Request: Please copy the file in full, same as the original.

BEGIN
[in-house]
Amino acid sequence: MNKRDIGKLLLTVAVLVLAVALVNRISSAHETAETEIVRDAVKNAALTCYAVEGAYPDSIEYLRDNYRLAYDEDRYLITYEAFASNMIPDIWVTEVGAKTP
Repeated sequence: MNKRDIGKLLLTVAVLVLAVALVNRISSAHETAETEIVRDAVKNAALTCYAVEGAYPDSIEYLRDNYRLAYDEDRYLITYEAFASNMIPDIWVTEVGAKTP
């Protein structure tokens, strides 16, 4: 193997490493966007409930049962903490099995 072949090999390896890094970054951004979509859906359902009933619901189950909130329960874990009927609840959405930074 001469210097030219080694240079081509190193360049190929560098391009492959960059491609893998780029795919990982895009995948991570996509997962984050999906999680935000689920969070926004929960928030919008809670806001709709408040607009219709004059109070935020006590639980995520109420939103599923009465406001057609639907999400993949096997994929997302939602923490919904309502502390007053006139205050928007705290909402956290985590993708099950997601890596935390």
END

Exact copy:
[in-house]
Amino acid sequence: MNKRDIGKLLLTVAVLVLAVALVNRISSAHETAETEIVRDAVKNAALTCYAVEGAYPDSIEYLRDNYRLAYDEDRYLITYEAFASNMIPDIWVTEVGAKTP
Repeated sequence: MNKRDIGKLLLTVAVLVLAVALVNRISSAHETAETEIVRDAVKNAALTCYAVEGAYPDSIEYLRDNYRLAYDEDRYLITYEAFASNMIPDIWVTEVGAKTP
């Protein structure tokens, strides 16, 4: 193997490493966007409930049962903490099995 072949090999390896890094970054951004979509859906359902009933619901189950909130329960874990009927609840959405930074 001469210097030219080694240079081509190193360049190929560098391009492959960059491609893998780029795919990982895009995948991570996509997962984050999906999680935000689920969070926004929960928030919008809670806001709709408040607009219709004059109070935020006590639980995520109420939103599923009465406001057609639907999400993949096997994929997302939602923490919904309502502390007053006139205050928007705290909402956290985590993708099950997601890596935390």